Violet Woods started, just their second show – mind, their first was a support in front of hundreds of people. Made up of members of ace local bands Fuzzy Lights, Puncture Repair Kit and Bouvier, with Xavier from Fuzzy Lights fronting and playing superb psychedelic guitar over some powerful songs.
Anguish Sandwich are from Northampton, with shrill jangling simple tales of mice and the Bermuda Triangle. Good putdowns of the noisy heckler who questioned the reality of the singer’s hair (the drummer said he gets that all the time).
The Lovely Eggs have a short 45 minute headline spot but, put their all into it. Hailing from Lancaster in Lancashire, they have a great sense of humour a a real desire to perform. An armoury of power quirky pop songs delivered with vocals, guitar and drums are gratefully received by the smiling crowd.
I can safely say that The lovely Eggs (who I first discovered via a U.S. NPR SXSW podcast) are a unique band with a bright future ahead, hopefully.
Not sure if it is me but, are headlining bands coming on later at London shows at the moment?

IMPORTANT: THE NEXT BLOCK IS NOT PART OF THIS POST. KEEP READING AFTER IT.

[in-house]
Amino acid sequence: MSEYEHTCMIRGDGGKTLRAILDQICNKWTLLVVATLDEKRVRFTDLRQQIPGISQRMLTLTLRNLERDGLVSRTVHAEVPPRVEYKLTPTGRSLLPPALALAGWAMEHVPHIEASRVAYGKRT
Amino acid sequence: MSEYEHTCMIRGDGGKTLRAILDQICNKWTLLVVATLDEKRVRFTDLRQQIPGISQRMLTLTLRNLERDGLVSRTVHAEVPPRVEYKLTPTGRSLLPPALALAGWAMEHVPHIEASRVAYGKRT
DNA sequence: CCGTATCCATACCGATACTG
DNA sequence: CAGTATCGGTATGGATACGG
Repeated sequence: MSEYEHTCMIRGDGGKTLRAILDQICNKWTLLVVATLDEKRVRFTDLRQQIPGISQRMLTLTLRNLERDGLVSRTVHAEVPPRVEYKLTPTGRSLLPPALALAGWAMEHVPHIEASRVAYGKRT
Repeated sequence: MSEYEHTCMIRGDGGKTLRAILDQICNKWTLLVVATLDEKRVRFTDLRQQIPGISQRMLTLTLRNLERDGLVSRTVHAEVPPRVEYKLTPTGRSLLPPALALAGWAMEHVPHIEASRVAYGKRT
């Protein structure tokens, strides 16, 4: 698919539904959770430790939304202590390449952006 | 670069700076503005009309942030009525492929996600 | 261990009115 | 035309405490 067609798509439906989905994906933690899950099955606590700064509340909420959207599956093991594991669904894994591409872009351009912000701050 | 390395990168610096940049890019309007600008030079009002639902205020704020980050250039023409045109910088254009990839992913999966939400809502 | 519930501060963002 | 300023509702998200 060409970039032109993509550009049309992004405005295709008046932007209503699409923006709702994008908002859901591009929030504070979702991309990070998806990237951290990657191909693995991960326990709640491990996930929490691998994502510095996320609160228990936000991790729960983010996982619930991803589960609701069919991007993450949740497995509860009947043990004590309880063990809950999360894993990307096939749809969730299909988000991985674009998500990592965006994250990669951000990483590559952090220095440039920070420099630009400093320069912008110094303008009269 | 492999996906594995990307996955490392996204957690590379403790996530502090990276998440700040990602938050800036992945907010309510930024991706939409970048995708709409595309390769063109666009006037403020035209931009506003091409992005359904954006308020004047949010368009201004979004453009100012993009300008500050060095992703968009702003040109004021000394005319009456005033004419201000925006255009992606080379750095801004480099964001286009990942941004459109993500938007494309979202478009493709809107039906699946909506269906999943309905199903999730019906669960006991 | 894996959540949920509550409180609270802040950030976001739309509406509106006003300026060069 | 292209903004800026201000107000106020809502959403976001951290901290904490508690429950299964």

Lanterns On The Lake, were on stage at 9.50pm last night following, a set from The Pattern Theory. The latter being a 3 piece, all in bright shiny gold jackets, playing a mix of post rock, prog rock and jazz for forty five minutes.
Lanterns On The Lake are a sexet from Newcastle, led by Megan Hickeyon vocals and guitar. and they all just about managed to fit on the tiny Lexington stage. The band have a fine album and a couple of eps to their recorded credit so far and the Lexington crowd on this Tuesday night, get over the hours’ worth of those records.
Lanterns on The Lake who, although looking a bit tried, delivered an uplifting set. Louder and rawer than on record the show was short but superb and had me thinking, Twelve months down the road, headlining, say, The Koko or Shepherds Bush Empire, with lights and cinematic backdrops, they will be a sight and sound to behold. Just catch them now whilst you still can in the smaller venues!
Jonathan Wilson – Hoxton Square Bar and Restaurant (Monday 21 November 2011)
You may never have heard of Jonathan Wilson. But a lot of the bands you listen to have heard of him. In fact many of them know him very well. His CV, if he had one, would sound like a Who’s Who of American singer-songwriters and folk musicians. He’s performed with and/or produced a huge range of musicians including J Tillman of Fleet Foxes, Roy Harper, Crosby Stills and Nash and Jackson Browne. Most recently he supported Wilco on their European tour, and he is credited with revitalising the LaurelCanyon scene along with many of his musician friends.